Russia finds no evidence its plane violated Georgia’s air space
Russia's top military experts who have been working at the site of the missile incident have made several conclusions after carrying out an investigation. They say two thirds of the rocket including its fuse are missing. According to them, there was no unsanctioned crossing of the Georgian border by a Russian jet on August 6.
Russia's airforce chief of staff says there is no logic at all to the incident for which Georgia is blaming Russia.
“We found that there was no border violation by a Russian jet. Who flew over Georgia, used weapons is Georgia's internal issue. The facts don't have any logical connection with each other,” stated Igor Khvorov, Russia's Air Force Chief of Staff.
Russia stressed its willingness to co-operate from the beginning.
“If Georgia wants to spoil the relationship with Russia further in order to get dividends in other areas, such as European and Atlantic integration, its relationship with the West, then Georgia will arrange such incidents in the future. If Georgia decides to have balanced relaions with all sides, the situation will change,” Valery Kenyaykin noted.
Georgia, however, says Russia refused constructive co-operation, and says it does not want to continue consultations with Russia over the issue.
On the night of August 6 a missile was dropped near the village of Tsitelubani, 65km north of the Georgian capital, Tbilisi. The rocket fell but did not explode. The Georgian authorities quickly announced the rocket was a Soviet-era anti-radar one. Georgia says Russia is responsible for the incident.
Russia denies all allegations, saying the incident was staged by Georgia.
“I believe that it was yet another theatrical show. It was performed, but it wasn't staged professionally,” Sergey Ivanov, First Deputy Prime Minister, stated.
Even some Georgians said their own officials might have been involved.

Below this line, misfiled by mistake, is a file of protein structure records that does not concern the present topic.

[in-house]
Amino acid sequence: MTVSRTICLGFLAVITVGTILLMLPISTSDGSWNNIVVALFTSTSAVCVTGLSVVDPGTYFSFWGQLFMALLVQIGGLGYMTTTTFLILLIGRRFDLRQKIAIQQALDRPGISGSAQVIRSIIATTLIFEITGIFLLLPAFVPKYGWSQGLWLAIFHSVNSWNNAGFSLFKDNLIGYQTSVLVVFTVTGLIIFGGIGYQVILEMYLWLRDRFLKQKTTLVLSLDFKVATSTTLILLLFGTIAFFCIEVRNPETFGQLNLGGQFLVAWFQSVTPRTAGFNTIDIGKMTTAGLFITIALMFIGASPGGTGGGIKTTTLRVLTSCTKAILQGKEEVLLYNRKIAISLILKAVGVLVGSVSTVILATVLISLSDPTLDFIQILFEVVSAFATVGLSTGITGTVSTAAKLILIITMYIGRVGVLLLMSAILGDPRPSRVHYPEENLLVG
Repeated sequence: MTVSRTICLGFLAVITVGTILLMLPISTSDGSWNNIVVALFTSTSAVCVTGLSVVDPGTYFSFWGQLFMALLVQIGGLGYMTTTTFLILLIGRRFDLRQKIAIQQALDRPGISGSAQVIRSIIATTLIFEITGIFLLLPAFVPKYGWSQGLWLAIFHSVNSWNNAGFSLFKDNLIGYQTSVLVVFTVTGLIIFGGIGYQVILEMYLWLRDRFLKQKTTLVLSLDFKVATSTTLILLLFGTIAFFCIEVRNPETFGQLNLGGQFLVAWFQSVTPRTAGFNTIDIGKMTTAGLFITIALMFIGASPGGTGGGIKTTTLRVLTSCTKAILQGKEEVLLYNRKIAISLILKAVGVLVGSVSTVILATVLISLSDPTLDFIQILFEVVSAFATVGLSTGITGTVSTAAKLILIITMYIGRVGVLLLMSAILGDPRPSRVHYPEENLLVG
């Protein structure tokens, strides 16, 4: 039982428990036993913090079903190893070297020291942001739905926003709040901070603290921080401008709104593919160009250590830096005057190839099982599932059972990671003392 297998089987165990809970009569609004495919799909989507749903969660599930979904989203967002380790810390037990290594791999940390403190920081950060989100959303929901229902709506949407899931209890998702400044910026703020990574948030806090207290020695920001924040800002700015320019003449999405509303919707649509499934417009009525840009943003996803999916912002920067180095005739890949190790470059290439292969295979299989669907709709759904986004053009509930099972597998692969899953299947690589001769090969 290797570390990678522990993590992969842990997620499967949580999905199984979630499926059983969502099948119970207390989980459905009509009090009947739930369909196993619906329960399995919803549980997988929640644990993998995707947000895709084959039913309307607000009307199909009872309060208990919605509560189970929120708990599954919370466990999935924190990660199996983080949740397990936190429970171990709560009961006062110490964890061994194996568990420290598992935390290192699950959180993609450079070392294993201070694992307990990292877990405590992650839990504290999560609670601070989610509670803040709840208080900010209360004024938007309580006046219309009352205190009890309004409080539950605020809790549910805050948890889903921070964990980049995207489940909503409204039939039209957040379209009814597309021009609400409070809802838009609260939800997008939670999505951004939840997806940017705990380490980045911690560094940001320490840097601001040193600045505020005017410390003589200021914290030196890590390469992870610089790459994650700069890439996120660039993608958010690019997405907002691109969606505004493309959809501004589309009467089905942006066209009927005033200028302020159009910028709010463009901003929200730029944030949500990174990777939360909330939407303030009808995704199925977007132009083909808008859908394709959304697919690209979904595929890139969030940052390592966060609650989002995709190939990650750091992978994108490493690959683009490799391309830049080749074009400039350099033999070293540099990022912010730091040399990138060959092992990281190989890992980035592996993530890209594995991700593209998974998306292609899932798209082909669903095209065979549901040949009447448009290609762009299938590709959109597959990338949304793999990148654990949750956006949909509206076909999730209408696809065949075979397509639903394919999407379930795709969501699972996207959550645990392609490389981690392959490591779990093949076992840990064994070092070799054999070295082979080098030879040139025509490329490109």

“I do not rule out that the bombing of the territory near Tsitelubani was a show staged by the Interior Minister, Vano Merabishvili,” said Georgia's former Foreign Minister Salome Zurabishvili.
Russian peacekeepers stationed in nearby South Ossetia saw an unknown plane flying in the area on August 6.When they informed the Georgian authorities of the incident, Tbilisi dismissed the information and gave no response. As much as 16 hours later, Georgia said a Russian plane had violated its airspace.
Tbilisi invited experts from the U.S., Latvia and the Baltics, who earlier this week said they thought a Russian airplane had crossed Georgia's border. There was no reference to a missile.
Some say discovering the truth won't be made easier considering the Georgian side may have tampered with some of the evidence.
An aggressive act carried out by Russia, or a staged provocation by Georgia? The missile might have failed to detonate, but the incident exploded into a full-scale diplomatic row. Russia is calling for a thorough investigation, whileGeorgia says it needs no further evidence and wants Russia to explain itself. Meanwhile, the story is getting more and more complicated for experts on both sides.